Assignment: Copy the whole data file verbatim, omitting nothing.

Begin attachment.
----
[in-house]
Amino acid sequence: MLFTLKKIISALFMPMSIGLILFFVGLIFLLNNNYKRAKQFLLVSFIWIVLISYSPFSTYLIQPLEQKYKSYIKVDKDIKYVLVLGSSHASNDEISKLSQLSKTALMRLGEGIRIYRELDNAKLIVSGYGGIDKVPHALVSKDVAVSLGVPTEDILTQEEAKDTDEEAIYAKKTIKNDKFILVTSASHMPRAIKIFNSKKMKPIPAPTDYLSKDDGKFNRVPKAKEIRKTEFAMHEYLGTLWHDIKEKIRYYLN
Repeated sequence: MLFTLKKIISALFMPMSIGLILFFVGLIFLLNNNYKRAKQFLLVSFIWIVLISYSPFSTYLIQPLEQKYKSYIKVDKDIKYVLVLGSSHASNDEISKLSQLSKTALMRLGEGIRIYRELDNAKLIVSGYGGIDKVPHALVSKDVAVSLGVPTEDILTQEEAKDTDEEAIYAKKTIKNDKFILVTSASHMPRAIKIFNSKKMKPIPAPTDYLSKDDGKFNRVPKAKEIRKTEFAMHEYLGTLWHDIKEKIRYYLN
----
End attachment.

[in-house]
Amino acid sequence: MLFTLKKIISALFMPMSIGLILFFVGLIFLLNNNYKRAKQFLLVSFIWIVLISYSPFSTYLIQPLEQKYKSYIKVDKDIKYVLVLGSSHASNDEISKLSQLSKTALMRLGEGIRIYRELDNAKLIVSGYGGIDKVPHALVSKDVAVSLGVPTEDILTQEEAKDTDEEAIYAKKTIKNDKFILVTSASHMPRAIKIFNSKKMKPIPAPTDYLSKDDGKFNRVPKAKEIRKTEFAMHEYLGTLWHDIKEKIRYYLN
Repeated sequence: MLFTLKKIISALFMPMSIGLILFFVGLIFLLNNNYKRAKQFLLVSFIWIVLISYSPFSTYLIQPLEQKYKSYIKVDKDIKYVLVLGSSHASNDEISKLSQLSKTALMRLGEGIRIYRELDNAKLIVSGYGGIDKVPHALVSKDVAVSLGVPTEDILTQEEAKDTDEEAIYAKKTIKNDKFILVTSASHMPRAIKIFNSKKMKPIPAPTDYLSKDDGKFNRVPKAKEIRKTEFAMHEYLGTLWHDIKEKIRYYLN